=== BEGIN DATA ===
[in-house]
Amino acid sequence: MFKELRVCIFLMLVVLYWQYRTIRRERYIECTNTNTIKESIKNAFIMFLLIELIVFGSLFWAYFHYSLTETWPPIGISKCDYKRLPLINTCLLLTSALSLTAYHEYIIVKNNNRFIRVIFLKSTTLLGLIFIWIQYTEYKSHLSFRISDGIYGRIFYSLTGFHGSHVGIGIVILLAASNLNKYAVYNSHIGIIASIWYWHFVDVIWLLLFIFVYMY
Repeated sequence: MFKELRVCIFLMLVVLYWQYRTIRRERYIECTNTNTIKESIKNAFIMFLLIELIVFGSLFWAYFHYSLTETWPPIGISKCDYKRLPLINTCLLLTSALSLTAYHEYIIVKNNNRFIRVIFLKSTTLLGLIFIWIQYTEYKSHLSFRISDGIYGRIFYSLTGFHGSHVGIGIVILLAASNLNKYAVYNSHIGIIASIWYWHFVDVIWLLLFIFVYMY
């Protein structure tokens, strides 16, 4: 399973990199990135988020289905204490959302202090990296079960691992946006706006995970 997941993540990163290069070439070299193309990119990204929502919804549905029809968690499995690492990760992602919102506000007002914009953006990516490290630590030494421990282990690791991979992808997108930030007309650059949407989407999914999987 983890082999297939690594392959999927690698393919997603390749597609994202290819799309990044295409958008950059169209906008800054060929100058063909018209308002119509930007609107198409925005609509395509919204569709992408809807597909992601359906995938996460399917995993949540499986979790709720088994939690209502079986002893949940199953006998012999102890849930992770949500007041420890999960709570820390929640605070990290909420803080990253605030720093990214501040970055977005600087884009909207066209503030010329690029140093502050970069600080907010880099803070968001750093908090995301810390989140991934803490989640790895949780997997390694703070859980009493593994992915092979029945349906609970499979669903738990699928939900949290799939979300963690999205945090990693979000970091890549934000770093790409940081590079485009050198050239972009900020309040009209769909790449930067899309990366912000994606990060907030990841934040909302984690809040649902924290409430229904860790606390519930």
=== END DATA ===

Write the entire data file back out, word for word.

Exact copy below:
[in-house]
Amino acid sequence: MFKELRVCIFLMLVVLYWQYRTIRRERYIECTNTNTIKESIKNAFIMFLLIELIVFGSLFWAYFHYSLTETWPPIGISKCDYKRLPLINTCLLLTSALSLTAYHEYIIVKNNNRFIRVIFLKSTTLLGLIFIWIQYTEYKSHLSFRISDGIYGRIFYSLTGFHGSHVGIGIVILLAASNLNKYAVYNSHIGIIASIWYWHFVDVIWLLLFIFVYMY
Repeated sequence: MFKELRVCIFLMLVVLYWQYRTIRRERYIECTNTNTIKESIKNAFIMFLLIELIVFGSLFWAYFHYSLTETWPPIGISKCDYKRLPLINTCLLLTSALSLTAYHEYIIVKNNNRFIRVIFLKSTTLLGLIFIWIQYTEYKSHLSFRISDGIYGRIFYSLTGFHGSHVGIGIVILLAASNLNKYAVYNSHIGIIASIWYWHFVDVIWLLLFIFVYMY
């Protein structure tokens, strides 16, 4: 399973990199990135988020289905204490959302202090990296079960691992946006706006995970 997941993540990163290069070439070299193309990119990204929502919804549905029809968690499995690492990760992602919102506000007002914009953006990516490290630590030494421990282990690791991979992808997108930030007309650059949407989407999914999987 983890082999297939690594392959999927690698393919997603390749597609994202290819799309990044295409958008950059169209906008800054060929100058063909018209308002119509930007609107198409925005609509395509919204569709992408809807597909992601359906995938996460399917995993949540499986979790709720088994939690209502079986002893949940199953006998012999102890849930992770949500007041420890999960709570820390929640605070990290909420803080990253605030720093990214501040970055977005600087884009909207066209503030010329690029140093502050970069600080907010880099803070968001750093908090995301810390989140991934803490989640790895949780997997390694703070859980009493593994992915092979029945349906609970499979669903738990699928939900949290799939979300963690999205945090990693979000970091890549934000770093790409940081590079485009050198050239972009900020309040009209769909790449930067899309990366912000994606990060907030990841934040909302984690809040649902924290409430229904860790606390519930």